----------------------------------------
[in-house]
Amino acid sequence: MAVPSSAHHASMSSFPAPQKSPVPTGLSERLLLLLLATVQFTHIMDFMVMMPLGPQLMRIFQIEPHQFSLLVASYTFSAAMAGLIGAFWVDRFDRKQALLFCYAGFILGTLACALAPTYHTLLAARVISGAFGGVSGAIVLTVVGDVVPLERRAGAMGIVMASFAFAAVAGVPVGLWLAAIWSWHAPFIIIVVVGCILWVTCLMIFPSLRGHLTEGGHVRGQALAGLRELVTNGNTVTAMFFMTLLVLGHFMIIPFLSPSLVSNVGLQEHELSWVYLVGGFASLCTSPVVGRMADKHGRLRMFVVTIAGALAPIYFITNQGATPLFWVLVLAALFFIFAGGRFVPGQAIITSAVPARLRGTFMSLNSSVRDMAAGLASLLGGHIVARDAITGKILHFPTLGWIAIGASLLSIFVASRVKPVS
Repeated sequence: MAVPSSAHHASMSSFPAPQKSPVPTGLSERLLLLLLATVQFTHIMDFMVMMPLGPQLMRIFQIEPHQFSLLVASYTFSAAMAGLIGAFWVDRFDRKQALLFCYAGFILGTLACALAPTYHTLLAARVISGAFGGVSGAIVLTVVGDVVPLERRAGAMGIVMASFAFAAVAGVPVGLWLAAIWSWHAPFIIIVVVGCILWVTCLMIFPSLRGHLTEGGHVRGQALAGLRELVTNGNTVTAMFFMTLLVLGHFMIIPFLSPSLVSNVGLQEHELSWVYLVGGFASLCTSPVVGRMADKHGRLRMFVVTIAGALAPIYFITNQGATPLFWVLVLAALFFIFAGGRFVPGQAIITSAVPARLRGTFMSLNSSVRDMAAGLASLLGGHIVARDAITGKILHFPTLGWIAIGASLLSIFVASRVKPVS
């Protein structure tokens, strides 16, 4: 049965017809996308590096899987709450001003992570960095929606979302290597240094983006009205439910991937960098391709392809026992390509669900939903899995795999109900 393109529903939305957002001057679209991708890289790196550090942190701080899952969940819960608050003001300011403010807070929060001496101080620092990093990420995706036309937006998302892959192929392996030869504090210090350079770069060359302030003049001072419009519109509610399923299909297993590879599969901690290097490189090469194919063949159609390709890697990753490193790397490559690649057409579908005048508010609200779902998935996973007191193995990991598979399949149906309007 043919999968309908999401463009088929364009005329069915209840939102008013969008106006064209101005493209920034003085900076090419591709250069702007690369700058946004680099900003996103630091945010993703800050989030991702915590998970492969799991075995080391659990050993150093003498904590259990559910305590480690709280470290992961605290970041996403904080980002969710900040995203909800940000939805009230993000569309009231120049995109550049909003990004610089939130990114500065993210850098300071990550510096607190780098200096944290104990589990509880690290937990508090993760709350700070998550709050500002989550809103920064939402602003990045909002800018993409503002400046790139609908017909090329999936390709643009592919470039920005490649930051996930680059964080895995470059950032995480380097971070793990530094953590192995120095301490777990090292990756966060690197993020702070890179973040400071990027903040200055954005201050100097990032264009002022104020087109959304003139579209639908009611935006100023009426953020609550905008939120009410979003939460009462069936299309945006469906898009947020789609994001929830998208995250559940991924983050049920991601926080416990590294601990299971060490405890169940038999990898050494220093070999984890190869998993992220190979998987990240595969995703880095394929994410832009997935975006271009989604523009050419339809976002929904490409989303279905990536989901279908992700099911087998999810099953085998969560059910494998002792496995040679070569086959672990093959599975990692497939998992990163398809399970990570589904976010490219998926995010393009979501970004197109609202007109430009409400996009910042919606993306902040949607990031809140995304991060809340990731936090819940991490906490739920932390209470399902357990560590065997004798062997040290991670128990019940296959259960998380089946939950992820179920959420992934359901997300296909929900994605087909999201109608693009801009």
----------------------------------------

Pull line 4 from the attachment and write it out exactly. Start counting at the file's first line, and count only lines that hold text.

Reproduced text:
């Protein structure tokens, strides 16, 4: 049965017809996308590096899987709450001003992570960095929606979302290597240094983006009205439910991937960098391709392809026992390509669900939903899995795999109900 393109529903939305957002001057679209991708890289790196550090942190701080899952969940819960608050003001300011403010807070929060001496101080620092990093990420995706036309937006998302892959192929392996030869504090210090350079770069060359302030003049001072419009519109509610399923299909297993590879599969901690290097490189090469194919063949159609390709890697990753490193790397490559690649057409579908005048508010609200779902998935996973007191193995990991598979399949149906309007 043919999968309908999401463009088929364009005329069915209840939102008013969008106006064209101005493209920034003085900076090419591709250069702007690369700058946004680099900003996103630091945010993703800050989030991702915590998970492969799991075995080391659990050993150093003498904590259990559910305590480690709280470290992961605290970041996403904080980002969710900040995203909800940000939805009230993000569309009231120049995109550049909003990004610089939130990114500065993210850098300071990550510096607190780098200096944290104990589990509880690290937990508090993760709350700070998550709050500002989550809103920064939402602003990045909002800018993409503002400046790139609908017909090329999936390709643009592919470039920005490649930051996930680059964080895995470059950032995480380097971070793990530094953590192995120095301490777990090292990756966060690197993020702070890179973040400071990027903040200055954005201050100097990032264009002022104020087109959304003139579209639908009611935006100023009426953020609550905008939120009410979003939460009462069936299309945006469906898009947020789609994001929830998208995250559940991924983050049920991601926080416990590294601990299971060490405890169940038999990898050494220093070999984890190869998993992220190979998987990240595969995703880095394929994410832009997935975006271009989604523009050419339809976002929904490409989303279905990536989901279908992700099911087998999810099953085998969560059910494998002792496995040679070569086959672990093959599975990692497939998992990163398809399970990570589904976010490219998926995010393009979501970004197109609202007109430009409400996009910042919606993306902040949607990031809140995304991060809340990731936090819940991490906490739920932390209470399902357990560590065997004798062997040290991670128990019940296959259960998380089946939950992820179920959420992934359901997300296909929900994605087909999201109608693009801009």